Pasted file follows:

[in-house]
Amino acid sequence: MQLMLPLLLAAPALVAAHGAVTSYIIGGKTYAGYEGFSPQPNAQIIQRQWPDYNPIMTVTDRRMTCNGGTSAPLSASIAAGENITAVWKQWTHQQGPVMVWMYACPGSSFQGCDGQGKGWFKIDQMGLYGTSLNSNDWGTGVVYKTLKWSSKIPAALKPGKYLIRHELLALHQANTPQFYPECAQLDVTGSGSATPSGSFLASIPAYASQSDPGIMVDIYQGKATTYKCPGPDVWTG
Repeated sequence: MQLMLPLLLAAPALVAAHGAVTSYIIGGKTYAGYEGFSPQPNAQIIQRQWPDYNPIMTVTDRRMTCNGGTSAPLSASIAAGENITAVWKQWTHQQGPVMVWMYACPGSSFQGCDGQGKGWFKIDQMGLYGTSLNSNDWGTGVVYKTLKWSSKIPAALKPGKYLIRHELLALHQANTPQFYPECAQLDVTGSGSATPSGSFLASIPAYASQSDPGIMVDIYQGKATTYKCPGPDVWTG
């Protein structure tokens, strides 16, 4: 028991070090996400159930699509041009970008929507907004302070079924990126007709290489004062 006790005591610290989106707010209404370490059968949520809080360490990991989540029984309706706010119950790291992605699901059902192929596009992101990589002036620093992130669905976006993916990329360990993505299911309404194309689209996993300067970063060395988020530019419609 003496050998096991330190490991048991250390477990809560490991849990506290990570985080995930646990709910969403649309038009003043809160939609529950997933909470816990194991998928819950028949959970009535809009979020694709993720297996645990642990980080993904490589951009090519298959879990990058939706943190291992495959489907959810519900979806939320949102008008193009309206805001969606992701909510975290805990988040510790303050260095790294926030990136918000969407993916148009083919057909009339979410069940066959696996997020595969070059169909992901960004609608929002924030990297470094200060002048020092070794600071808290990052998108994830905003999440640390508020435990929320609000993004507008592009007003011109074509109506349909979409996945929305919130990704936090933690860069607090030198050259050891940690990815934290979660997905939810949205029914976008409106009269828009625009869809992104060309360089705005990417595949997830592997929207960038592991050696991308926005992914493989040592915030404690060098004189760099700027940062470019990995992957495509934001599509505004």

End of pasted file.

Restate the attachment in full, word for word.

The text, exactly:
[in-house]
Amino acid sequence: MQLMLPLLLAAPALVAAHGAVTSYIIGGKTYAGYEGFSPQPNAQIIQRQWPDYNPIMTVTDRRMTCNGGTSAPLSASIAAGENITAVWKQWTHQQGPVMVWMYACPGSSFQGCDGQGKGWFKIDQMGLYGTSLNSNDWGTGVVYKTLKWSSKIPAALKPGKYLIRHELLALHQANTPQFYPECAQLDVTGSGSATPSGSFLASIPAYASQSDPGIMVDIYQGKATTYKCPGPDVWTG
Repeated sequence: MQLMLPLLLAAPALVAAHGAVTSYIIGGKTYAGYEGFSPQPNAQIIQRQWPDYNPIMTVTDRRMTCNGGTSAPLSASIAAGENITAVWKQWTHQQGPVMVWMYACPGSSFQGCDGQGKGWFKIDQMGLYGTSLNSNDWGTGVVYKTLKWSSKIPAALKPGKYLIRHELLALHQANTPQFYPECAQLDVTGSGSATPSGSFLASIPAYASQSDPGIMVDIYQGKATTYKCPGPDVWTG
């Protein structure tokens, strides 16, 4: 028991070090996400159930699509041009970008929507907004302070079924990126007709290489004062 006790005591610290989106707010209404370490059968949520809080360490990991989540029984309706706010119950790291992605699901059902192929596009992101990589002036620093992130669905976006993916990329360990993505299911309404194309689209996993300067970063060395988020530019419609 003496050998096991330190490991048991250390477990809560490991849990506290990570985080995930646990709910969403649309038009003043809160939609529950997933909470816990194991998928819950028949959970009535809009979020694709993720297996645990642990980080993904490589951009090519298959879990990058939706943190291992495959489907959810519900979806939320949102008008193009309206805001969606992701909510975290805990988040510790303050260095790294926030990136918000969407993916148009083919057909009339979410069940066959696996997020595969070059169909992901960004609608929002924030990297470094200060002048020092070794600071808290990052998108994830905003999440640390508020435990929320609000993004507008592009007003011109074509109506349909979409996945929305919130990704936090933690860069607090030198050259050891940690990815934290979660997905939810949205029914976008409106009269828009625009869809992104060309360089705005990417595949997830592997929207960038592991050696991308926005992914493989040592915030404690060098004189760099700027940062470019990995992957495509934001599509505004």